Enter: The next generation of environmental conservation and REDD+

Reducing Emissions from Deforestation and Degradation (REDD+) was conceived of during the early push for global solutions to climate change, specifically during the 2005 COP-11 in Montreal, Canada [6]. This video, produced by the REDD desk, gives a brief description of how the program is supposed to incentivize the protection of global forests in the name of carbon offsets for developed nations and international organizations.

Despite the mention of protection for local indigenous communities and opportunities for participation throughout the EIA process, indigenous groups are mistrustful of the proposed REDD+. Due to a lengthy history of marginalization and displacement through colonial domination, many populations in developing nations have chosen to fight the implementation of a program they feel will only serve to line the pockets of rich Westerners and contribute little to actual reductions in carbon emission rates.

A pilot project conducted in Nepal found that the benefits of REDD+ were not fairly distributed between all members of a given community [7]. Although there were evident positive effects of the program, such as meaningful public participation, there is a need for a strong system of social safeguards in order to protect the indigenous populations that live in the regions [7]. Other authors criticize the “top-down” approach of the current REDD+ system and argue for a wider role for indigenous stakeholders in order to protect communities at the local level [8].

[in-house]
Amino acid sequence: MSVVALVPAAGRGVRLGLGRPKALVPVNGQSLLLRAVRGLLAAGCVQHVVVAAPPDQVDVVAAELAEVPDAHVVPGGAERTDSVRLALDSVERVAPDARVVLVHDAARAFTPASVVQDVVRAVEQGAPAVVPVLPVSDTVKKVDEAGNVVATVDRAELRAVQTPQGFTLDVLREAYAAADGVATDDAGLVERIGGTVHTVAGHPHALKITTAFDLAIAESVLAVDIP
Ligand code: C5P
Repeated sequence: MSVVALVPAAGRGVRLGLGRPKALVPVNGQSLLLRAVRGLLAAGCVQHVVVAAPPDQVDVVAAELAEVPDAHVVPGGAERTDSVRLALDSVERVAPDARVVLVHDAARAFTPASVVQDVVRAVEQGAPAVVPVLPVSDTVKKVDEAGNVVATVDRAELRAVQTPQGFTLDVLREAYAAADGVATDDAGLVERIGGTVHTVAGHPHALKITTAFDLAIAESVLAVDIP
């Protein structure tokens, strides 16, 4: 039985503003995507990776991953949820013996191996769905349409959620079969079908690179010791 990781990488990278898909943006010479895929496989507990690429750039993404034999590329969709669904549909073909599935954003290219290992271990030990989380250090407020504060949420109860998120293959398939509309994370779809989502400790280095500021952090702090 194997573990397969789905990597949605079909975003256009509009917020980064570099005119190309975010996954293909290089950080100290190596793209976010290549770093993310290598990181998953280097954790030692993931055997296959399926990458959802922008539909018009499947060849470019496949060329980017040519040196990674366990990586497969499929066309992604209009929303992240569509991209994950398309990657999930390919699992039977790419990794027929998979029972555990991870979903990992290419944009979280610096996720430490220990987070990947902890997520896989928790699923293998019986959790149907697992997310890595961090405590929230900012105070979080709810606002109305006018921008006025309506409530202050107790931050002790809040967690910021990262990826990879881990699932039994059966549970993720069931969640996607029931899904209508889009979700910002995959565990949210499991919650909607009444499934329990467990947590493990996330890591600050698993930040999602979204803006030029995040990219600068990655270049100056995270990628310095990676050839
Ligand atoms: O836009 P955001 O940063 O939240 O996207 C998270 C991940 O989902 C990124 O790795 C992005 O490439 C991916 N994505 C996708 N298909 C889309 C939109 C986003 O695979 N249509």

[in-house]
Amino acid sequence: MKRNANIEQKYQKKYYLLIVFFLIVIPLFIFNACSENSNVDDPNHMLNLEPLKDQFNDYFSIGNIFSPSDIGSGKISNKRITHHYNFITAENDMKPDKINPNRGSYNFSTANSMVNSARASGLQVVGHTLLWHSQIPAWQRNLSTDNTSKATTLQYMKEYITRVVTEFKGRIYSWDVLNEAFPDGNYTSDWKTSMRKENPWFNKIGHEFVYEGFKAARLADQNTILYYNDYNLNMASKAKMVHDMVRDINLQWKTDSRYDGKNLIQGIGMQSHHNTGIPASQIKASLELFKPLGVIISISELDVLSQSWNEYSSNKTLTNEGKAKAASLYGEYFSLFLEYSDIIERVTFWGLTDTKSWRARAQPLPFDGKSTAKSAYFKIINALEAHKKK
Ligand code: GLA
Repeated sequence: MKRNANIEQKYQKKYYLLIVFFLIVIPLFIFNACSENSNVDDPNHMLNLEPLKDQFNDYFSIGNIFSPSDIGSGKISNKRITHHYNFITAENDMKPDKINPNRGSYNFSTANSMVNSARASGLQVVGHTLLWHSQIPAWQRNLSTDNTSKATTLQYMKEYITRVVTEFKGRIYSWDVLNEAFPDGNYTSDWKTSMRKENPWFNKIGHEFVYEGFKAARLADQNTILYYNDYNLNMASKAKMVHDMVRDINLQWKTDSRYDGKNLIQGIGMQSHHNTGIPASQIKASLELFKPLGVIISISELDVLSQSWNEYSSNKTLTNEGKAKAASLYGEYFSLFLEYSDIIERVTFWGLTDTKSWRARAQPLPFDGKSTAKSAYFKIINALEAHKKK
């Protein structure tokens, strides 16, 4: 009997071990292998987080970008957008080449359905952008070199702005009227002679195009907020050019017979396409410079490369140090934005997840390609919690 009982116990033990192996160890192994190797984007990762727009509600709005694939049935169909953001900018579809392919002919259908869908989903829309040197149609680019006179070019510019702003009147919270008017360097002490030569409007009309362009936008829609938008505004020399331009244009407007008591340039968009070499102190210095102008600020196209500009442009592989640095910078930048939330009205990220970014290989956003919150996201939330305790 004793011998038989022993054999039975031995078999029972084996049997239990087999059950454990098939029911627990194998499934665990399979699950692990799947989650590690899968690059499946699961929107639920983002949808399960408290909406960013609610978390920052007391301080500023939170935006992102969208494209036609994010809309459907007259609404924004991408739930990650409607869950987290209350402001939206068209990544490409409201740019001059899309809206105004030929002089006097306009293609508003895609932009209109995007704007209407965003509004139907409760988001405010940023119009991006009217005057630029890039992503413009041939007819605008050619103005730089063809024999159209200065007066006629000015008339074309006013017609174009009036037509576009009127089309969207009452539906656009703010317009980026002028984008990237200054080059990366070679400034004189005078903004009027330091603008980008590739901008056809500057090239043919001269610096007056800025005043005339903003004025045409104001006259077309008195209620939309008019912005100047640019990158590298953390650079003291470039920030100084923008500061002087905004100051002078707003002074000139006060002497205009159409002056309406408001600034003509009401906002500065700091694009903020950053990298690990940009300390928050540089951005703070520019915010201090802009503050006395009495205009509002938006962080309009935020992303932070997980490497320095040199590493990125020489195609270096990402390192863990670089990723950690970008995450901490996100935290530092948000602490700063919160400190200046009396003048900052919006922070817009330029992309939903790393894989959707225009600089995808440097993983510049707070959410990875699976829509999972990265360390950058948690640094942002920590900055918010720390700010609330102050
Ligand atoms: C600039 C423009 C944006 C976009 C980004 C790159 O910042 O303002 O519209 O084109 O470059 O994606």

In order to create a framework that actually does what it was intended to do, REDD+ social safeguards must be designed with several keys concepts in mind. The importance of a bottom-up approach to the sustainable management of these new spaces is crucial to the success of REDD+. Further to this, a clear and well defined social impact assessment (SIA) that considers the needs of the local communities before the wants of international institutions must be equipped with the power to challenge decisions made by forces removed from the landscape.